(MP159). Charles Dixon RI (1872-1934). Watercolour. Signed and annotated "Bound North July 14th 1912" and with "HMS INDEFATIGABLE" and "HMS LION" inscribed faintly under each ship. A pair with MP160 left.


Limited Edition: 25 copies worldwide

Standard size: 10.75 x 5ins (27 x 12.7 cms) approx but will easily enlarge.

Price band (standard size): £140-165

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Both from the 1st Cruiser Squadron (Rear Admiral Lewis Bayly CVO), HMS LION (Captain Arthur Duff) was in fact the squadron flagship although Charles Dixon does not here show Admiral Bayly’s flag, possibly because he had chosen not to be embarked when LION was still so new and beset with the inevitable teething troubles. King George V was on the throne of Great Britain which mustered the greatest fleet in the world; and Kaiser William II was the German Emperor, supreme War Lord of the most powerful military and industrial state in Europe which boasted the second largest navy in existence. The “unsinkable” TITANIC had gone down 3 months earlier and the naval arms race between Germany and Great Britain was well advanced. This is the wider background against which the scene here was painted.

HMS INDEFATIGABLE (Captain Arthur Leveson), laid down at HM Dockyard Devonport on 23th February 1909, was the name ship of the second trio of battle cruisers to be built for the Royal Navy, her sisters being AUSTRALIA and NEW ZEALAND. The class were 590 feet (232 meters) in length overall, displaced 18, 750 tons (of which armament accounted for 2,580 tons, armour 3,735 tons, machinery 3,655 tons and hull 7,000 tons) and at full power - when some 43.000 shaft horsepower was produced by 31 boilers - they could steam at the then impressively high speed of 25 knots. Manned by a ship’s company of over 740 they mounted eight x 12 inch and sixteen 4 inch guns. Captain Leveson had commissioned INDEFAT at Devonport on 24th February 1911 (a mere 24 months after she had first been laid down) and she spent the next 6 months or so running trials and shaking down before joining the 1st Cruiser Squadron.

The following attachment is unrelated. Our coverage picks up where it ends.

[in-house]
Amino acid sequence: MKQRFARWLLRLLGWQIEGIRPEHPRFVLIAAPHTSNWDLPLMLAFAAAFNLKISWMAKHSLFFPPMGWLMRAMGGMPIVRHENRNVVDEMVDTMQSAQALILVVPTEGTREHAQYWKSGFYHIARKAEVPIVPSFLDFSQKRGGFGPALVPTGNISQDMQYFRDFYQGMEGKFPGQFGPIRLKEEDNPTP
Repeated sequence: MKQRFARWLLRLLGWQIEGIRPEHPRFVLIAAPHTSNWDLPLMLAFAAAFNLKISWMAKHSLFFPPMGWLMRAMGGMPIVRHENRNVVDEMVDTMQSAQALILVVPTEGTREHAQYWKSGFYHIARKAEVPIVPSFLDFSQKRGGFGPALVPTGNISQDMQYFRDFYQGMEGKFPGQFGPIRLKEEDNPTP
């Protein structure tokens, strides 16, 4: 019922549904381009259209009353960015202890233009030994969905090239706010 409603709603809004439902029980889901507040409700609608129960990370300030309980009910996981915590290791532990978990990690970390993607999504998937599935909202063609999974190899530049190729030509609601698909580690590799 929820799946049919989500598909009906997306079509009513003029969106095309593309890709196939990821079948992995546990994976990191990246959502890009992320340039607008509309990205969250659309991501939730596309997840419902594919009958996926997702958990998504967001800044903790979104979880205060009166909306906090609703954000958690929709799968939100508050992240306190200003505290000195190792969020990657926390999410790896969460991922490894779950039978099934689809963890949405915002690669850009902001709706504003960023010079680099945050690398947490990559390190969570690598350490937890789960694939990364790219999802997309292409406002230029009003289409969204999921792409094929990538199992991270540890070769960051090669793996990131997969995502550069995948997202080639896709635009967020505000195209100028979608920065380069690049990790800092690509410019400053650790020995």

HMS LION had also been built by Devonport Dockyard, being laid down 8 months after INDEFAT: she was to take an extra 6 months in building however, and when she did start running trials in January 1912 it quickly became apparent that both the tripod foremast which carried the spotting top, and the bridge, were completely smoked out by the fore funnel which was placed forward of the mast. The only practical solution was to reverse fore funnel and mast and this was duly carried out over a 3 month period enabling her to commission on 4th June 1912. By this time too all three funnels had been increased in height.

This painting, dated 14th July 1912, shows a LION, therefore, who had been in commission only 5 weeks: entitled “Bound North” we can speculate that the two ships were probably headed for Invergordon or Scapa Flow, INDEFAT helping to work up LION as they steamed north in company.